House spiders are fantastic natural pest control predators. In this piece we'll run through typical food and water sources for the American House Spider.
House spiders are carnivores and predominantly eat smaller insects and flies.
Spiders are, in many ways, ideal for pest control. Their diet includes (but is not limited to):
Many spiders spin webs to catch their prey. Once stuck, the insect tries to flee, producing vibrations throughout the entire web network. This sends a signal to the spider, which might be somewhere else entirely (which definitely helps given spiders are mostly blind even with four pairs of eyes).
The digestion process then officially beings — albeit outside of the body. The spider will inject venom into the prey with its fangs. This venom also doubles up as a liquifying digestive enzyme that breaks meats down, apart from being a subduing, paralyzing, or even a killing agent.
The prey’s meat is turned into a semi-solid fluid and subsequently drank. Yuck.
Fun Fact: Did you know that, unlike many house spiders, more than half of spider species hunt without webs? They hunt by ambushing and grasping the prey while the venom/digestive enzyme is delivered.
As a precautionary measure, some spiders also wrap their victims in the web before eating them. These are generally the more vicious of the lot (such as ground spiders or the black widow). On the other hand, some spiders do it just to save the meal for later.
In addition to their primary webs, Spiders also have signal threads. This signal thread connects the main web to the ground. These are usually deployed in corners that insects frequent. When an insect produces vibrations in the signal thread, the spider can hurry down to trap it.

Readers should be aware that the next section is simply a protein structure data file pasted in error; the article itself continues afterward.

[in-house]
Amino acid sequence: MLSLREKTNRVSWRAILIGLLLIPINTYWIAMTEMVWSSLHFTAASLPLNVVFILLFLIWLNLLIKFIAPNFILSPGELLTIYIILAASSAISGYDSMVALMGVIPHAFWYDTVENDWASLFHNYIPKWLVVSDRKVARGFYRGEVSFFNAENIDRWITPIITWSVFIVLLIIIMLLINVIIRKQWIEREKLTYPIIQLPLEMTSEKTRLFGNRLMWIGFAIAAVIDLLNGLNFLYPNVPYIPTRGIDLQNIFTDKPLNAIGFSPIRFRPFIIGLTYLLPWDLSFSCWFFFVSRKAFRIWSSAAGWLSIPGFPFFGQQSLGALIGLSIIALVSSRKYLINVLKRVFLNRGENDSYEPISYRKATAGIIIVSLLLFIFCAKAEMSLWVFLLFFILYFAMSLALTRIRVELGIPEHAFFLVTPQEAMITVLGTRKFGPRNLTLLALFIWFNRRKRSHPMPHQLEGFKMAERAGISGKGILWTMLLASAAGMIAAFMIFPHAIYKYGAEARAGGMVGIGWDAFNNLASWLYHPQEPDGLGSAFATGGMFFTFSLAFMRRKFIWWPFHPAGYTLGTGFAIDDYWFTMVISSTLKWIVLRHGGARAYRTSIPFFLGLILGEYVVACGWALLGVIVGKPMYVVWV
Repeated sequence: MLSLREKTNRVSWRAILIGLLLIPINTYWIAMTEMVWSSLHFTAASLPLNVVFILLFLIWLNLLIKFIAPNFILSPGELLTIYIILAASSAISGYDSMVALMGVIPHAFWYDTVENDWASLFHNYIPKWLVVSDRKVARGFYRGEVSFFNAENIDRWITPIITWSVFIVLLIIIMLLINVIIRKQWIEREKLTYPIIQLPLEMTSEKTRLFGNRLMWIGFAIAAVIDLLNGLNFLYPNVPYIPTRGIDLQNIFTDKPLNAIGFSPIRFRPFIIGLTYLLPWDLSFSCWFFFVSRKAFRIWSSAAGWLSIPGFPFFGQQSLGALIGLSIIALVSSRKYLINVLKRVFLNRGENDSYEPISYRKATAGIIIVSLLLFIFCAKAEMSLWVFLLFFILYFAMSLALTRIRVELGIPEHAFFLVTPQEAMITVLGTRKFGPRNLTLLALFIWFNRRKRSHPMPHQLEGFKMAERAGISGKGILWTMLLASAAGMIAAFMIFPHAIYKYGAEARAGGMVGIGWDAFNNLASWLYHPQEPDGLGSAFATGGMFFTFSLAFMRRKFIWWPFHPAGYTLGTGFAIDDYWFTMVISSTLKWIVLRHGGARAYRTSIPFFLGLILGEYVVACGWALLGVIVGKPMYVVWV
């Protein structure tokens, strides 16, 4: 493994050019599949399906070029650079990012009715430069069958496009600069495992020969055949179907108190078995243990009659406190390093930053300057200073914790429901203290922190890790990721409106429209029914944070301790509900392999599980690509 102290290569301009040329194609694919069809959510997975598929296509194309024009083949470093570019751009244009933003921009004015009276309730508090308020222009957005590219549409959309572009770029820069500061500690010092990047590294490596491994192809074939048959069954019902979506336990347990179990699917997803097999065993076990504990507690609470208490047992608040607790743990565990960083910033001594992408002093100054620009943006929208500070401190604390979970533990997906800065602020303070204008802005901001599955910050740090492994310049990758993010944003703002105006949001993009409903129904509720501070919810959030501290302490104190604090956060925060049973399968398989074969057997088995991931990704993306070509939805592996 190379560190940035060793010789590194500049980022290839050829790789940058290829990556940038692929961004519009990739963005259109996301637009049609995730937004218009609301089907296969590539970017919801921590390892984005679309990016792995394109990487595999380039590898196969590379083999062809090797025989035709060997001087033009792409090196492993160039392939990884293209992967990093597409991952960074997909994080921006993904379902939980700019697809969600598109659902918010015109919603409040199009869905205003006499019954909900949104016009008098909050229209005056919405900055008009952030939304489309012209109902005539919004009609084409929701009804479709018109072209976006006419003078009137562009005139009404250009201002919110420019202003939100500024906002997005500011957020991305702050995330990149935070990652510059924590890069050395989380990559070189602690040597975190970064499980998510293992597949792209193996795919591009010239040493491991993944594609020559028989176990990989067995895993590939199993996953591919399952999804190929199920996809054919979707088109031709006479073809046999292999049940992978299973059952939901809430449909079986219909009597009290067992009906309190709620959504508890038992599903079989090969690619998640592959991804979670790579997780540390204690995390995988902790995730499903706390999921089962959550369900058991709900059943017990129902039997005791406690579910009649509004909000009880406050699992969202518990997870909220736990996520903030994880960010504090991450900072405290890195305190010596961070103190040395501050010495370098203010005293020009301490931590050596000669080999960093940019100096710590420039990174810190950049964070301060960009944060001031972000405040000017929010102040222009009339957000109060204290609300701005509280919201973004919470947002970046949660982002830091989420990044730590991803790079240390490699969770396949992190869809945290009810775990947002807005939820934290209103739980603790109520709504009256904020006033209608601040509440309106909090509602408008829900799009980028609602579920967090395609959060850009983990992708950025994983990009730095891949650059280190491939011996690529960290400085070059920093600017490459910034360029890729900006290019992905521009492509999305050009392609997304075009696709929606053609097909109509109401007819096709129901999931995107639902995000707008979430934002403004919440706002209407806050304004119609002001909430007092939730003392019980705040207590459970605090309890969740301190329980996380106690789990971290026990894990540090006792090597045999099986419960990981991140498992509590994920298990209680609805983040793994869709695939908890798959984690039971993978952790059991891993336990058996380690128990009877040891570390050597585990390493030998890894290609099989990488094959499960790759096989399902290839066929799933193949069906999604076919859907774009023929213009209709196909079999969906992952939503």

Web-spinning spiders like the American house spider or the black widow are adept at working their way around their webs. Unbeknownst to the prey (and very much by design), only some parts of the web are sticky.
Every living organism on Earth needs water to stay alive.
Spiders don’t drink water the conventional way. They absorb water and moisture from natural sources. For example, spiders in the wild can suck up water from droplets on vegetation and even from morning dew.
Spiders can go a couple of months without water. Being very energy efficient as well as cold-blooded, they have negligible heat production in their body (their metabolism is also extremely slow compared to similarly-sized insects), which helps them retain body moisture for longer.
You’re unlikely to find your resident house spider drinking water off a dripping tap or droplets on the floor. A large part of their water intake comes from consuming their prey.
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